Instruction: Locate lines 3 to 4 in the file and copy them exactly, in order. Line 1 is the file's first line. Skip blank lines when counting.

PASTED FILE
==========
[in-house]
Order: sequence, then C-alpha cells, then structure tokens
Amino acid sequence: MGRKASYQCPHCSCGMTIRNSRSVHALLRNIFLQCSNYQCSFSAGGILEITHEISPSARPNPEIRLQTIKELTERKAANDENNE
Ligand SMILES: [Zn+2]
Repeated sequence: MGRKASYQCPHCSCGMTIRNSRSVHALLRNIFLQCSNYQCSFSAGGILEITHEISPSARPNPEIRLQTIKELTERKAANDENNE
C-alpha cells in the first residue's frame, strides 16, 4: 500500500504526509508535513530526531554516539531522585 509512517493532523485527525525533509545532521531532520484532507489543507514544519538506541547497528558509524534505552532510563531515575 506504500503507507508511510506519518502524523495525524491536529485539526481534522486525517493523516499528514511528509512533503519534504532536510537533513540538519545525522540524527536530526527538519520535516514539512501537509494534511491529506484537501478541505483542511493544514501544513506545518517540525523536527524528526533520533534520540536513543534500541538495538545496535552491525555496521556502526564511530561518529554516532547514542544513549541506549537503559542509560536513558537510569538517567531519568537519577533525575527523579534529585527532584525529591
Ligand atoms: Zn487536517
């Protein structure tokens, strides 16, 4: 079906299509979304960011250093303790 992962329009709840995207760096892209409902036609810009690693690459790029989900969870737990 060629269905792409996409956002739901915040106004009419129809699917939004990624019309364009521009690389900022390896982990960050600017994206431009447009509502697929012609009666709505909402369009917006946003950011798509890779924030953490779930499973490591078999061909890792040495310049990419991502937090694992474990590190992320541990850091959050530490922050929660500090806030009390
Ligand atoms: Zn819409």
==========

Amino acid sequence: MGRKASYQCPHCSCGMTIRNSRSVHALLRNIFLQCSNYQCSFSAGGILEITHEISPSARPNPEIRLQTIKELTERKAANDENNE
Ligand SMILES: [Zn+2]